By Andy Dehnart
"I don't think they like either of us," said Maggie, one of the two "Big Brother 6" finalists, shortly after both finalists were grilled by a jury of seven evicted houseguests.
Fortunately for Maggie, the jury was forced to decide between her and Ivette, and by a 4 to 3 decision, they gave Maggie the $500,000 prize. Thus ended "Big Brother 6" and its "Summer of Secrets."
For many viewers and fans of "Big Brother," however, the show really ended last Friday, when audience favorite Janelle was evicted from the house. Janelle was the last-standing member of a beloved alliance that formed simply because the rest of the house banded together let the others become outcasts. Six of those outcasts, originally led by Kaysar Ridha, the most popular player in the show's six-year history, banded together to try to break apart the larger "Friendship" alliance. Ultimately, the outcasts failed, but their efforts helped make the "Big Brother" game and the social interaction in the house more dynamic, confrontational and explosive than it's ever been.
Rivalry trumps gimmicks
The "Summer of Secrets," as this season was known, largely fell flat. Kaysar and a few other houseguests quickly realized that everyone in the house was playing as a part of a secret pair.
Once the two hidden bedrooms were revealed, the house had no more secrets to offer. And the contents of the three locked safes were perhaps even less interesting than the peanut butter and jelly the houseguests are sometimes forced to eat for an entire week.
But the house's inhabitants kept the series afloat. Isolated from the outside
world — most of them still don't know about Hurricane Katrina or William
Rehnquist or Martha Stewart's attempt to rap with Diddy on her new daytime talk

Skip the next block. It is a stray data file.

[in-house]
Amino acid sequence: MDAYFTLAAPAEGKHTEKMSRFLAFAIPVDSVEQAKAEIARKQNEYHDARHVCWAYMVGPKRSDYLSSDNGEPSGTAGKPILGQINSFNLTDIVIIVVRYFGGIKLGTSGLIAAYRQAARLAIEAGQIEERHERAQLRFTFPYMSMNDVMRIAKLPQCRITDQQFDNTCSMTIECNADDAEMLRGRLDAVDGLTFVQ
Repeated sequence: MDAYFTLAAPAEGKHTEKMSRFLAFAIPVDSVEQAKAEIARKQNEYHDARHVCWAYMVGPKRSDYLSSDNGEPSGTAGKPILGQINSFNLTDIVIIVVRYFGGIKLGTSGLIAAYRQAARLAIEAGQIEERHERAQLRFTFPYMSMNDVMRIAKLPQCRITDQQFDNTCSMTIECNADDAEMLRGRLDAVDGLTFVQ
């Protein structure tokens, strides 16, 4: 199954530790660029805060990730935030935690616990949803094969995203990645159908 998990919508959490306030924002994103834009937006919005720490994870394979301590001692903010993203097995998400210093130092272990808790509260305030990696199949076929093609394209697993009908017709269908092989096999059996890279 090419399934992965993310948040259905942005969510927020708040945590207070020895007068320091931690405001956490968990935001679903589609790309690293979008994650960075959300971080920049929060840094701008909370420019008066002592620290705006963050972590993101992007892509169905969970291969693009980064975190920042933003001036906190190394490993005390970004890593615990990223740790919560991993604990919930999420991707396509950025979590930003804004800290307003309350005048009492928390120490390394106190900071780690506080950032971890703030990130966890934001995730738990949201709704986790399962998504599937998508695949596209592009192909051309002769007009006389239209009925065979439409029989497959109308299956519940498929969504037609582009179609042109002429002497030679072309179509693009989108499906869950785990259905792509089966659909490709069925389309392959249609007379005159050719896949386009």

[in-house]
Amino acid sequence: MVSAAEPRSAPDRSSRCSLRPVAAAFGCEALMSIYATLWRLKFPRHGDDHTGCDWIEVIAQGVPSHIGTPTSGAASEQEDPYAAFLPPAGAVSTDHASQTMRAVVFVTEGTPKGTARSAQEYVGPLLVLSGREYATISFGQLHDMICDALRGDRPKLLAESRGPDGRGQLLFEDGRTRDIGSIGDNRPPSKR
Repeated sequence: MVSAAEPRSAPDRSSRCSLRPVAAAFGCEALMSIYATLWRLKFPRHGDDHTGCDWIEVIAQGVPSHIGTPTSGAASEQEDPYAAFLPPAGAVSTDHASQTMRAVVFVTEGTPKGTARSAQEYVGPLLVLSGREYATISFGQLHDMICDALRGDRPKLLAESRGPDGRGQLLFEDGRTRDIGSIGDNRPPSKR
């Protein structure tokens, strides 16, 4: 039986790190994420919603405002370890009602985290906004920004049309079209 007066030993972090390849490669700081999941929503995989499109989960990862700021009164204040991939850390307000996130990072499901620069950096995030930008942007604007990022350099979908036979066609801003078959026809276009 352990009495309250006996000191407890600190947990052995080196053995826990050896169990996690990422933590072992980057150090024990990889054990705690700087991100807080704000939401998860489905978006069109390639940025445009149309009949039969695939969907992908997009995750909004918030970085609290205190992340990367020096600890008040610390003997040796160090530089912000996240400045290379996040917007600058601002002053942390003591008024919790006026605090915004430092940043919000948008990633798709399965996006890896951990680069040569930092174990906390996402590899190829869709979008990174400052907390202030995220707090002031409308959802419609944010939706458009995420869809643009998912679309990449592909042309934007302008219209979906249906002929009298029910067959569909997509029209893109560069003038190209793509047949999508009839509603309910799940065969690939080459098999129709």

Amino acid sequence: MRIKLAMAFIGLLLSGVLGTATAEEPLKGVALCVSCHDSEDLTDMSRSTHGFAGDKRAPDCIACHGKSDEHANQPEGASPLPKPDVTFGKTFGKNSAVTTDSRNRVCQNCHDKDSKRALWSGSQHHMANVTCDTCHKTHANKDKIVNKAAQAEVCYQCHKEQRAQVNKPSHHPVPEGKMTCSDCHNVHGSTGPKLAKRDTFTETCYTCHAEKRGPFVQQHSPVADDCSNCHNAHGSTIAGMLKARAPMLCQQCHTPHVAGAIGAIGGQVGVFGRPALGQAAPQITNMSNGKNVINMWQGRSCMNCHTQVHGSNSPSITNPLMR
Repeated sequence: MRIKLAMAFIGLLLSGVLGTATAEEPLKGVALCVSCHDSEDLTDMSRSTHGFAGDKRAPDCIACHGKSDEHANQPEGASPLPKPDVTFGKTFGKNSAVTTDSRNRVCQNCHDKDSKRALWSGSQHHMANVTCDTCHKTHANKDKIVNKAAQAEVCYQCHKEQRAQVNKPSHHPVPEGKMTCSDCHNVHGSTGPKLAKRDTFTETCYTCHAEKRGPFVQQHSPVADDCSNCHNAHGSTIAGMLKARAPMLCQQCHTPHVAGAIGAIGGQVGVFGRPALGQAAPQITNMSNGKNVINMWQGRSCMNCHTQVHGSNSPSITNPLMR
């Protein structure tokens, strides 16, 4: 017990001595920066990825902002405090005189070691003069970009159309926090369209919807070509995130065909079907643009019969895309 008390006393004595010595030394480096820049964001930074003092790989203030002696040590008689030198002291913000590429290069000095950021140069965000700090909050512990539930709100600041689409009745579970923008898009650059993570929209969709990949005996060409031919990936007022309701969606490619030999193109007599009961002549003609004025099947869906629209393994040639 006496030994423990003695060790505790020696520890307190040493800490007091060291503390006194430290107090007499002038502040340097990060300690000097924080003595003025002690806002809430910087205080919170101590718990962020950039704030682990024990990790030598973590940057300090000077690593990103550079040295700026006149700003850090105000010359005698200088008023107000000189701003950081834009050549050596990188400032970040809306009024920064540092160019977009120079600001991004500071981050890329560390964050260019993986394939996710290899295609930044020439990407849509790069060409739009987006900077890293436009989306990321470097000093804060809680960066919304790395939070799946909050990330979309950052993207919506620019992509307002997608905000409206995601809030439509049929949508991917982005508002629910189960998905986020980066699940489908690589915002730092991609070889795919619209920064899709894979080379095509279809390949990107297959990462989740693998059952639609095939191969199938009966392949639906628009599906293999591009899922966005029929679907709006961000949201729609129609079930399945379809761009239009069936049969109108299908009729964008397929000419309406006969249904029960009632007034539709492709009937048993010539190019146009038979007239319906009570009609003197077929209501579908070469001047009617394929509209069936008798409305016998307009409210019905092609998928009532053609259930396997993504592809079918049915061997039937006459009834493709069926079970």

show — they faced off against each other in battles of wit and will. The results
were brutal, ugly and completely fascinating.
Faced with an enemy, The Friendship alliance grew stronger and, in many ways, more hateful. Devoted to each other and to their fallen leader with cult-like fervor, they set out to destroy their opposition. Many of those watching online 24/7 found The Friendship's behavior to be deplorable, as they verbally eviscerated their opponents and went so far as to lie about aggressive, sexually harassing behavior from one of the outcasts.
The other alliance had its low moments, too, notably during the days following Kaysar's second eviction, when a betrayed Howie and Janelle verbally dug into their opponents, specifically April.
But perhaps most horrifying was that The Friendship alliance behaved like they did while maintaining that they were the underdogs. April, Beau, Ivette, Jennifer and Maggie continually deluded themselves into believing they weren't ridiculous hypocrites.
Finale, schimale ...
All together, it became, as executive producer Arnold Shapiro has said, the most divisive "Big Brother" cast ever. And that made for 12 incredible weeks of television -- and one inconsequential finale.